How should the scientific community respond to the events just reviewed? As in most cases of intimidation and bullying, we believe that daylight is the best disinfectant. This article is a first step in this effort towards transparency. Knowledge of the common techniques by which scientists are attacked, irrespective of their discipline and research area, is essential so that institutions can support their academics against attempts to thwart their academic freedom. This information is also essential to enable lawmakers to improve the balance between academic freedom and confidentiality of peer review on the one hand, and the public’s right to access information on the other. Finally, this knowledge is particularly important for journal editors and professional organizations to muster the required resilience against illegitimate insertions into the scientific process.
Oh my. As Lucia would say, please put on your big boy pants.
Matt Briggs has written two biting essays that respond to this paper:
The Supraterranean War on Sanity: Scientists Versus Civilians. This post is summarized by a tweet: There is a war brewing between (self appointed) Experts and Citizens. At least, I hope there is. Excerpts from the post:
If there’s one thing you can count on in a scientist, it’s that he never lets his failures hold him back. How could they? He never remembers them. No matter how many mistakes the scientist has made, no matter how over-certain he has in the past proved to be, he will sally forth boldly in his newest venture chock full of assuredness.
And, boy, will he be angry if you don’t fall in at his heels chirping, “You’re so smart. We ought to listen to you.” If you have the temerity to remind him of his previous sins, he will boast, “Science is self-correcting!”, never realizing that this argument is fallacious. Self-correcting science may be, but this is not evidence that the theory in front of us does not need correcting. Tell a modern scientist this and he begins to babble about “deniers”.
Lewandowsky in particular, like most who teeter on the leftmost fringe of thought, finds it unfathomable that anybody can differ from his opinion. He dismisses as ludicrous the idea his opponents hold reasonable arguments. No: it must be some deep-seated pathology, some psychological aberration that accounts for the deviant behavior he feels surrounds him, that is closing in on him, constricting his movements, tightening the noose…it’s a conspiracy of oil companies and nefarious corporations!
The world views of the experts are being challenged, and the experts are aghast, unsure what to do about it. Lewandowsky, after all but labeling his opponents mentally ill dimwits, was horrified—he tells us this—I almost can’t bring myself to type it—that somebody called him a bad name. Oh, the humanity!
Mann is a pest, an intellectual lightweight who in his imagination sees himself sparring with the big boys, but who puts on his glasses and whimpers at the first sign of trouble. Somebody dared asked for proof of his statistical, government-funded ravings and the poor dear was reduced to a blubbering mess.
Scientists do face enmity for their beliefs; they do endure acrimony; they do suffer ignominy—but the most vicious and wounding attacks come from fellow scientists, not civilians. Georg Cantor, anybody? Alfred Wegener? How many stories do we know of men whose work was vilified, whose livelihoods were trashed but who saw ultimate vindication (usually after death)?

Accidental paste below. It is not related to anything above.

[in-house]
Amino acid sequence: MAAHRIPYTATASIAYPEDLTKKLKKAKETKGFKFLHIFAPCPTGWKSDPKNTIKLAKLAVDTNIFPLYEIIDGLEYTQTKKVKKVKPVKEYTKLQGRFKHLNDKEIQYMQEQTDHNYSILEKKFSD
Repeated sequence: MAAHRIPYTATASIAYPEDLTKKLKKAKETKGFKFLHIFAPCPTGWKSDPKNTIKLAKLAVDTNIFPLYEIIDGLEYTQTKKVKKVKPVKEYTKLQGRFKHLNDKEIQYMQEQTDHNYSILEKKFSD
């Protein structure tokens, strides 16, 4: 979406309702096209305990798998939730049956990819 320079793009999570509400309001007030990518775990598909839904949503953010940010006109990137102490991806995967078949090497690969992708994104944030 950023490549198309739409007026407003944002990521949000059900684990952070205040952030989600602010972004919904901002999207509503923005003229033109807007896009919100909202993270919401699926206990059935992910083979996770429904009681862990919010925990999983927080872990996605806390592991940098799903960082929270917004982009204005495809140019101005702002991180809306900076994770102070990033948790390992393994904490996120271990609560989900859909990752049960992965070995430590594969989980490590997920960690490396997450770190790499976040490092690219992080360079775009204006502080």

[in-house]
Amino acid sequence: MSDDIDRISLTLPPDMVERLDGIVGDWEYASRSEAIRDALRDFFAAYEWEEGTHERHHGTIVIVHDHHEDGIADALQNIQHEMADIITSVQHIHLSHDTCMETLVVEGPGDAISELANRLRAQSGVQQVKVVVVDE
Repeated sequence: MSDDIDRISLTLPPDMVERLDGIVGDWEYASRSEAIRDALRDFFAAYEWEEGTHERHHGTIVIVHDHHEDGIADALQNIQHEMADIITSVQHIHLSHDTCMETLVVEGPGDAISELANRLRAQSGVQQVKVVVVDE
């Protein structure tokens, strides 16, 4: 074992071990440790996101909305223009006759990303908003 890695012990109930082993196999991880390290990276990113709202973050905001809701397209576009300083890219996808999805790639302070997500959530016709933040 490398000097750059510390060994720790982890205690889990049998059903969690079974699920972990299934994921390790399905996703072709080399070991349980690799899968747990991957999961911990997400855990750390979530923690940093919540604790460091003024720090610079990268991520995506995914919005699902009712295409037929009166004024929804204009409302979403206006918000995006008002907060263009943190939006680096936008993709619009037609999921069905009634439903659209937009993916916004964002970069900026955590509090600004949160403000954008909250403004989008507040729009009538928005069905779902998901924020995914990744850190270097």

Then there were the fellows whose views were wrong but who were not politely informed. They were attacked and eaten alive in academic feeding frenzies. B.F. Skinner, Emanuel Velkovski. I
Why are scientists’ attacks so cruel? Because they know better than anybody else how to best stick it to you. They know just who to whisper to behind your back. They know who’s in charge of funding and are pals with the dean and journal editors. A nastier group cannot be found outside a girl’s locker room after cheerleading practice. What harm can a civilian do besides hurting the feelings of overly sensitive coddled academics by calling them bad names?
Scientists are too used to deference. This attitude might have been the proper reflexive stance for civilians back when the number of scientists was small and the preponderance of their work sterling. But now when PhDs are minted faster than plastic Halloween decorations at a Chinese factory, and the quality of their research of the same durability as spiderwebs in a can, the appropriate response is, “Is this guy for real?”
Well, it seems to me that the most vicious attacks do come from fellow scientists. The Climategate emails provide ample examples. In my own case, the most vicious attacks of me have come from Michael Mann.
Warren Pearce has a post The Subterranean War on Science? A comment. The comment section is particularly interesting, with perspectives provided from Mann’s ‘tormentor': Steve McIntyre, and Lewandowsky’s ‘tormentors': Barry Woods and Jeff Condor.
From a comment by Steve McIntyre:
The Climategate dossier showed a clearcut example of bullying of the journal Climate Research by Mann and associates at University of East Anglia and elsewhere, in which various scientists considered an organized campaign to boycott the journal, which had published an article criticizing Mann. Lewandowsky and coauthors should surely begin with a condemnation of this conduct.
As to FOI requests, Mann and associates had no compunction about Greenpeace and USA Today issuing FOI requests against Soon and Wegman.
FOI requests for data should never have been necessary. To my knowledge, every FOI request for climate data has ultimately resulted in the data being made public. There is no public support for scientists withholding data if they also expect their articles to influence public policy. Efforts by climate scientists to oppose or delay deserve no support.